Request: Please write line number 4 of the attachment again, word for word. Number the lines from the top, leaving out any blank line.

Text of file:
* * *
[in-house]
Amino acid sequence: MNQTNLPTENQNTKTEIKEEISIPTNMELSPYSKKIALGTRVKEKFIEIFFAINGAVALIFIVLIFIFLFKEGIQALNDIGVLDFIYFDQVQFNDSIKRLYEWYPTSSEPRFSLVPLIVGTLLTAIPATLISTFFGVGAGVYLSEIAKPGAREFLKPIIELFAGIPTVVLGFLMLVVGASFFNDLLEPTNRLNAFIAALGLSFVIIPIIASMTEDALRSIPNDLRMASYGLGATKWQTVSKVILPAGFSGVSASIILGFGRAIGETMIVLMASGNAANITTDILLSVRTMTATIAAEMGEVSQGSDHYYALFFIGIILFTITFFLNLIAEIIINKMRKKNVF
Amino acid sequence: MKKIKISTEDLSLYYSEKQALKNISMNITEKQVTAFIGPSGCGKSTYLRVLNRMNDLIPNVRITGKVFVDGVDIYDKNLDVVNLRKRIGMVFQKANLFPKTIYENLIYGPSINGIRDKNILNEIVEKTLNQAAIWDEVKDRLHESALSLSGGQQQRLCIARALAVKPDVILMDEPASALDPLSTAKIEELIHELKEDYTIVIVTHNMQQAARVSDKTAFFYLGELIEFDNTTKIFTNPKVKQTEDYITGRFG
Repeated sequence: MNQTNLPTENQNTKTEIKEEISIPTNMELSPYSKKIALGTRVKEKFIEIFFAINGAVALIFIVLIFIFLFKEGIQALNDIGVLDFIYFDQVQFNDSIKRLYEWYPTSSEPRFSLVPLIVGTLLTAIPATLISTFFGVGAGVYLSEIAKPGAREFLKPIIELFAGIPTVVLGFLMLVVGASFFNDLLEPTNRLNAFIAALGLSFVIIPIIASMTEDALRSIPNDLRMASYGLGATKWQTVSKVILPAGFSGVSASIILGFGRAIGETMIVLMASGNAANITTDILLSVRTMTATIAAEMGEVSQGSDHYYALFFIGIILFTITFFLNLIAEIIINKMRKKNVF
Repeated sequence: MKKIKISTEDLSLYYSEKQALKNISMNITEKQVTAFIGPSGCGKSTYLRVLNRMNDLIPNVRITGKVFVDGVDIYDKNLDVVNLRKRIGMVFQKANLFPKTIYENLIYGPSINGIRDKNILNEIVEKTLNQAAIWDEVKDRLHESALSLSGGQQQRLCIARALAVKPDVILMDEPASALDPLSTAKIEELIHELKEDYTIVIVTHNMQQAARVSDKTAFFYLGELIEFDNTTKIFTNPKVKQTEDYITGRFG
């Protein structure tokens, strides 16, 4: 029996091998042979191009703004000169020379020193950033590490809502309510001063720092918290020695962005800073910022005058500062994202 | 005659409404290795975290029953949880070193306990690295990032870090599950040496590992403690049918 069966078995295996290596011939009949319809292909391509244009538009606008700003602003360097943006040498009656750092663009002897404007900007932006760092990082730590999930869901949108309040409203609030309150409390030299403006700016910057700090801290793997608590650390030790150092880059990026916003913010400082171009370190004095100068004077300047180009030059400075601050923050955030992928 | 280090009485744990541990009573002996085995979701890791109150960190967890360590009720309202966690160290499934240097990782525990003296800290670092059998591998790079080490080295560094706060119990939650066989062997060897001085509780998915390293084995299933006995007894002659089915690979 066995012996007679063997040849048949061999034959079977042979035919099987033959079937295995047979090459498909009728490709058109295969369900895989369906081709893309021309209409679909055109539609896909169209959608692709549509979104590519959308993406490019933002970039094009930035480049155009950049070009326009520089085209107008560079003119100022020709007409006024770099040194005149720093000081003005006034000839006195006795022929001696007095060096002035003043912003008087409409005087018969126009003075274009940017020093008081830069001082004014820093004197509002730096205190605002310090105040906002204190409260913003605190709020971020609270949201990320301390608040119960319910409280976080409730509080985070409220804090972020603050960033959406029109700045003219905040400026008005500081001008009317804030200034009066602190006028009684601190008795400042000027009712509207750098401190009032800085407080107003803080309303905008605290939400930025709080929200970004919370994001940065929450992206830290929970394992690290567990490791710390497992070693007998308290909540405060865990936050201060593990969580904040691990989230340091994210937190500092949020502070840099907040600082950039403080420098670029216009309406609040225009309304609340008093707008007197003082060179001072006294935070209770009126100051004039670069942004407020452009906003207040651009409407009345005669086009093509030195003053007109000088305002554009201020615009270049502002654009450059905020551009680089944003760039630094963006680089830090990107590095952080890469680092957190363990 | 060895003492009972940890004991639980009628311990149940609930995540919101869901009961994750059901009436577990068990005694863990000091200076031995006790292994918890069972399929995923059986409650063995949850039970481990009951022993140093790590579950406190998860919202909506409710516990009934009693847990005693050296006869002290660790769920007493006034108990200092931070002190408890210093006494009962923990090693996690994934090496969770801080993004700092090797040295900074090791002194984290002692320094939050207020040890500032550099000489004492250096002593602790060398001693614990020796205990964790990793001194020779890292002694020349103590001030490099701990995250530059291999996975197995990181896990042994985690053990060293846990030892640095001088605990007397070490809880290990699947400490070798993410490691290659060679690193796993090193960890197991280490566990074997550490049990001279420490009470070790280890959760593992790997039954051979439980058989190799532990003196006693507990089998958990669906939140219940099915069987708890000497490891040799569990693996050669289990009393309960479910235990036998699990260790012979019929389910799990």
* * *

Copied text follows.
Repeated sequence: MNQTNLPTENQNTKTEIKEEISIPTNMELSPYSKKIALGTRVKEKFIEIFFAINGAVALIFIVLIFIFLFKEGIQALNDIGVLDFIYFDQVQFNDSIKRLYEWYPTSSEPRFSLVPLIVGTLLTAIPATLISTFFGVGAGVYLSEIAKPGAREFLKPIIELFAGIPTVVLGFLMLVVGASFFNDLLEPTNRLNAFIAALGLSFVIIPIIASMTEDALRSIPNDLRMASYGLGATKWQTVSKVILPAGFSGVSASIILGFGRAIGETMIVLMASGNAANITTDILLSVRTMTATIAAEMGEVSQGSDHYYALFFIGIILFTITFFLNLIAEIIINKMRKKNVF